Now it looks like it is being remade with an interesting cast of characters to back it up. Alain Moussi will be the lead actor, best known for his marital arts-based stunt work in big budget films like Pacific Rim, White House Down, Brick Houses and many others. Hong Kong actor/producer/director Steven Fung will be directing the remake. It sounds like they change things up a little bit, with Eric (the Dennis Alexio character) being murdered by Tong Po, but hey, why not, right?

The film is also set to feature former UFC Welterweight Champion Georges St-Pierre as well as WWE wrestler Batista (Dave Bautista), although it isn't clear which roles they will play. I'd have to say that Batista would make for a convincing Tong Po, wouldn't you agree.?

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Joe Valtellini: GLORY's Own GSP in the Making

  • Published in Glory

When it comes to conventional wisdom how to make Kickboxing take off in the United States everyone always says the same thing; you need an American star. You need an American star, that is what everyone thinks, so therefore that is what it needs. That is sound logic, but the only thing is, when we look at the recent history of breakthrough stars in combat sports, we don’t see just Americans. Sure, Floyd Mayweather, Jr. is American and Oscar De La Hoya is American (but he associates as Mexican for many), but Manny Pacquiao is definitely not American, nor were many of the big UFC Champions.

So of course, you can’t talk UFC champions without talking about Georges St-Pierre, the Canadian former Welterweight Champion who was one of the UFC’s few “big” stars. Chuck Liddell, Tito Ortiz and a few others were important, sure, but GSP proved to be a real, tangible draw for the company and he wasn’t American. GSP was from Canada, he was also responsible for their biggest live gate in history.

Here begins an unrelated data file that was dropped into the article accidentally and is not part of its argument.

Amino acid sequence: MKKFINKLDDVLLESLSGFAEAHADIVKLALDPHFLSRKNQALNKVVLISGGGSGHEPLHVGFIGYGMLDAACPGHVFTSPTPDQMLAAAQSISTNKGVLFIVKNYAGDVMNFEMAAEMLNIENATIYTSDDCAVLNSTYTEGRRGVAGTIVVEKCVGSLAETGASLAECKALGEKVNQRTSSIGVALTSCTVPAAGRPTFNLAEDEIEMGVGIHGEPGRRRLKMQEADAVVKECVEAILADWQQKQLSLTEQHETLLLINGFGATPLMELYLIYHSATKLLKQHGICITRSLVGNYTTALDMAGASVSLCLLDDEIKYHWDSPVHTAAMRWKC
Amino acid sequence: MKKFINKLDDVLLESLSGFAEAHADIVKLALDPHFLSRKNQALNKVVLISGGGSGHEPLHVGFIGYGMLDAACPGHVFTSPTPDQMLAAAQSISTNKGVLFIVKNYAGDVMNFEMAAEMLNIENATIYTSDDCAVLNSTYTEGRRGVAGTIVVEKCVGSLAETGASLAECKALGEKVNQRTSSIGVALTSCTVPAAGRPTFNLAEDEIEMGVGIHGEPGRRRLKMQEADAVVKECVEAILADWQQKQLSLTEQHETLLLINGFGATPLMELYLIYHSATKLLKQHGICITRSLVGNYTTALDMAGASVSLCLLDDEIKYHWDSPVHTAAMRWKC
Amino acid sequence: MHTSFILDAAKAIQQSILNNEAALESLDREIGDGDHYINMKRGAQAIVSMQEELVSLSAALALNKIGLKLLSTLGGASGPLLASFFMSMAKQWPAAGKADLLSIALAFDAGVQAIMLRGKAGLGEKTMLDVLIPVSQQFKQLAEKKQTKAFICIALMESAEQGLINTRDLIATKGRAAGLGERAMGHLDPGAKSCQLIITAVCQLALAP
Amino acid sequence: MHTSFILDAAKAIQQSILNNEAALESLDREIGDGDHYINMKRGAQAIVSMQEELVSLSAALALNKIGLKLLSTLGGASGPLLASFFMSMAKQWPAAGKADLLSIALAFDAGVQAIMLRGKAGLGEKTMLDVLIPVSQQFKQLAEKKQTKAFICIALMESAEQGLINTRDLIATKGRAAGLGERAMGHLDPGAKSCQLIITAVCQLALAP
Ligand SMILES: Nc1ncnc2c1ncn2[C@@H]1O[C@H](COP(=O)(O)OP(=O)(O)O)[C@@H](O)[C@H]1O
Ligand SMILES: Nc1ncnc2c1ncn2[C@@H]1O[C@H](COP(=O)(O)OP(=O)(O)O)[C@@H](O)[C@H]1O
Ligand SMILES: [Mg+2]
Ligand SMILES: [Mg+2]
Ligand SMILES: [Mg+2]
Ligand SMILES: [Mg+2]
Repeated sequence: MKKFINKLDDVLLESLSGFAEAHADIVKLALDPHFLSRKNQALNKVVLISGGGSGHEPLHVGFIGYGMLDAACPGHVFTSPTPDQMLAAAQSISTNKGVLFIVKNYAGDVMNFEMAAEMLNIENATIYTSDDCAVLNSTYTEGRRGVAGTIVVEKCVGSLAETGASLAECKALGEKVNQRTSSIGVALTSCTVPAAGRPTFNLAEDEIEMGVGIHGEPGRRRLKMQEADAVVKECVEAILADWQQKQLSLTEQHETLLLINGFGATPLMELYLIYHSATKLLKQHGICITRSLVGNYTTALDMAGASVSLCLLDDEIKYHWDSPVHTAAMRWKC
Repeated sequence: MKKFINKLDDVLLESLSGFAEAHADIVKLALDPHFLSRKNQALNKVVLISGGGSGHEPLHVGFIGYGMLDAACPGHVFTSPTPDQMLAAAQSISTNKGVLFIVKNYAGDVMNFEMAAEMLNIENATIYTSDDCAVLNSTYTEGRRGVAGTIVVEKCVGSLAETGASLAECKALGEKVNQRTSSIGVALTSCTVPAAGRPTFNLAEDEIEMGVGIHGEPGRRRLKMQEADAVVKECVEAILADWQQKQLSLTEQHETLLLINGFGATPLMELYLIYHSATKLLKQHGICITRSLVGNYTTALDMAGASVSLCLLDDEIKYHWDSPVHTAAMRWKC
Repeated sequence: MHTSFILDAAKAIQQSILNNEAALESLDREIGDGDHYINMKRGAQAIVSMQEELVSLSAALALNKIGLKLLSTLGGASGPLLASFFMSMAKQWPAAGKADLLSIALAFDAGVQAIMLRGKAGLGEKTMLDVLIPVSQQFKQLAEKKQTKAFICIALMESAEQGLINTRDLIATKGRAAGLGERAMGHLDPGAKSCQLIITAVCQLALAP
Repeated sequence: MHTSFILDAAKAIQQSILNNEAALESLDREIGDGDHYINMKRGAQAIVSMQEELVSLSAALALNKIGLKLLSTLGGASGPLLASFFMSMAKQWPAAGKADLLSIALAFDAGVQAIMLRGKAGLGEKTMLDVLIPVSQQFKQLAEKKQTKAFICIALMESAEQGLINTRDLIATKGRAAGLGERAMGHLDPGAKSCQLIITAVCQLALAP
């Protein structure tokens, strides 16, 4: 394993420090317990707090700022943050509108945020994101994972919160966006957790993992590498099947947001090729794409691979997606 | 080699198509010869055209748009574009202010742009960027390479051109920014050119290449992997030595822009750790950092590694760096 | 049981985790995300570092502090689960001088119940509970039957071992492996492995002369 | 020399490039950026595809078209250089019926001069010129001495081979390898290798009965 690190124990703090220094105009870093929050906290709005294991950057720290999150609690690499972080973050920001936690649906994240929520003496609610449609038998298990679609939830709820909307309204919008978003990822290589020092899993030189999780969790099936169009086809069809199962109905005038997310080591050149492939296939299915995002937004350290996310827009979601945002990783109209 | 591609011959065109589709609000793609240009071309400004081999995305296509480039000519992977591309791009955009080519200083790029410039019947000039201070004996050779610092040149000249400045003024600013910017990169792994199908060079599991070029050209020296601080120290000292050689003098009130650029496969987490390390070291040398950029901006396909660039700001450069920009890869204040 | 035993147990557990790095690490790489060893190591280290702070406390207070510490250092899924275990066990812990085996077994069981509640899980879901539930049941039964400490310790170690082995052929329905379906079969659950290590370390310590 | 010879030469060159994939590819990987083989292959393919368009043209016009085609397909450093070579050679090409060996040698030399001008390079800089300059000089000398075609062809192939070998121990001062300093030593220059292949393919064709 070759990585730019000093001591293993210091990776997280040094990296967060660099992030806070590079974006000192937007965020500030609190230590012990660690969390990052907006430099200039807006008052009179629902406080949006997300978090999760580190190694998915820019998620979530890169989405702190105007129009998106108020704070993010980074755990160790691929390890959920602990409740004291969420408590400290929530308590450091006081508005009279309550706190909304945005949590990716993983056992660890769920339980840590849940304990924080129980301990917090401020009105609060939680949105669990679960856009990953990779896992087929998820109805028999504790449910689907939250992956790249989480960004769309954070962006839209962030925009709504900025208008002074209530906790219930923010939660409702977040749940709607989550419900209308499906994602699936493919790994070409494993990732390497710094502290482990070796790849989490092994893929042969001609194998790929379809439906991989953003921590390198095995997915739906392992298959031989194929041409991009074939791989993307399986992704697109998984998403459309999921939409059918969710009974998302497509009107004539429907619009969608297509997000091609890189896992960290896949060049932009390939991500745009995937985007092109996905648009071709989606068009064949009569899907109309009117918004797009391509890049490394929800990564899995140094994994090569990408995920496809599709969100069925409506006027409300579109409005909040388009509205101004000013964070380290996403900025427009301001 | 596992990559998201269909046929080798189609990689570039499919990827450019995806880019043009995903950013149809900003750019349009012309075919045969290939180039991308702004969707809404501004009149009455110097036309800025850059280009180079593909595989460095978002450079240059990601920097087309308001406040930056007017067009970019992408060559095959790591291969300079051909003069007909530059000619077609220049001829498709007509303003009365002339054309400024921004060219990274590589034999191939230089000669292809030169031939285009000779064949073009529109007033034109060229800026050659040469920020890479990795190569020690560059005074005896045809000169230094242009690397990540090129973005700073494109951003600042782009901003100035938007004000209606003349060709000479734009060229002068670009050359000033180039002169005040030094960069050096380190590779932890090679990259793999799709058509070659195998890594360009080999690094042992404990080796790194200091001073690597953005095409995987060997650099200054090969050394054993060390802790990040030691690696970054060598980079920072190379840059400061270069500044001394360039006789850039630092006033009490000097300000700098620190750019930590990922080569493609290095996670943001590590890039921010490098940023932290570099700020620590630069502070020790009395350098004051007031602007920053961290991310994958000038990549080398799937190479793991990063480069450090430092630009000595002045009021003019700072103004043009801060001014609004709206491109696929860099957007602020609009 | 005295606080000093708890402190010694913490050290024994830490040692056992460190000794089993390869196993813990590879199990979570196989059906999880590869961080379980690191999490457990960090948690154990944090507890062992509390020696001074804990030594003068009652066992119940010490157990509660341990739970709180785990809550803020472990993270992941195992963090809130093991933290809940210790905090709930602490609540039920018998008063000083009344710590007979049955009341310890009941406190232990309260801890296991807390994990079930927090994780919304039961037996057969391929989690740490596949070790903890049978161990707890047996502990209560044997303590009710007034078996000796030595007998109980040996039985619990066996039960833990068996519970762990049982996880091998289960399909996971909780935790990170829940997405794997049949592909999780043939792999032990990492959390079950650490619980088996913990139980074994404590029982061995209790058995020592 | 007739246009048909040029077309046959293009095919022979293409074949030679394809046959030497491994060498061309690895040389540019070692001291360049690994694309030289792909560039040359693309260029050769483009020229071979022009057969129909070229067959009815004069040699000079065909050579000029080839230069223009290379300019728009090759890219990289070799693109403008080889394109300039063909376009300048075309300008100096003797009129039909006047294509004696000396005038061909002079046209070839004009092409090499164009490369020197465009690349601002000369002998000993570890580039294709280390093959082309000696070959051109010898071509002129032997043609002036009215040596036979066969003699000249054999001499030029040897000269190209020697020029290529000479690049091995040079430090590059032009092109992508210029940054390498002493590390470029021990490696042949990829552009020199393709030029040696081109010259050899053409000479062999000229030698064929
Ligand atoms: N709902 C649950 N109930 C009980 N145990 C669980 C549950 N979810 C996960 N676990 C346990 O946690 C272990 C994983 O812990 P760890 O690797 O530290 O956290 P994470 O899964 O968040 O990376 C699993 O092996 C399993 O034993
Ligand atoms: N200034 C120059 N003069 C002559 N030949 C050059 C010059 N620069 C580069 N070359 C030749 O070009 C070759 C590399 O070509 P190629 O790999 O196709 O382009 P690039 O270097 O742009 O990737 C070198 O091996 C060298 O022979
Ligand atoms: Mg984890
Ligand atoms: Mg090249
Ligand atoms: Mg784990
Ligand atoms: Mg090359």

GLORY continues its search for their breakthrough star and the feeling that I’ve been getting over the past few months is that as much as conventional wisdom tells me that it’ll be Joe Schilling or Wayne Barrett, the evidence has been pouring in that Canada’s Joseph Valtellini might indeed be that guy. Joe Valtellini might be the guy to break through and become a big star. 

It’s difficult not to make parallels to the UFC’s own Georges St-Pierre, the humble Canadian fighter who was educated, well-spoken, personable, marketable as well as incredibly talented. If you were to tick off boxes in favor of Valtellini you’d be able to tick off every single one of those boxes. It isn’t crazy to think that GLORY’s big breakthrough star could be a Canadian fighter who is marketable, talented, educated and everything that you’d want in a fighter.

While speaking to Valtellini this week we even discussed how he’s never fought in his home country of Canada as a professional, in part due to that the Toronto area has yet to legalize professional Kickboxing. They were late to the game with legalizing MMA, but when they did and promoted a GSP fight they found themselves packing 55,000 fans into the Roger’s Centre in the UFC’s biggest gate to date, with it looking like the record won’t be broken for a very long time. Valtellini wants to be not only important to the sport of Kickboxing, but to his home of Canada as well. One would have to think that Canada could potentially be for GLORY what it has been for MMA in creating stars and passionate fight fans.

I’m sure you’ve noticed by now, but Joseph Valtellini is popping up everywhere. Interviews, television shows, all over social media and is being discussed by not only fans of Kickboxing, but fight fans everywhere. There is a general feeling that he’s going to take off and very soon. GLORY definitely needs that sharp, articulate fighter to present to the world and if Joseph Valtellini can do the work in the ring against Marc de Bonte on June 21st it’ll be interesting to see what the response is, because he hasn’t fought in a few months, but everyone is still talking about him already. If he becomes champion I only imagine it’ll be intensified. 

It’s not a far stretch to imagine that Joseph Valtellini could be for GLORY what GSP was for the UFC.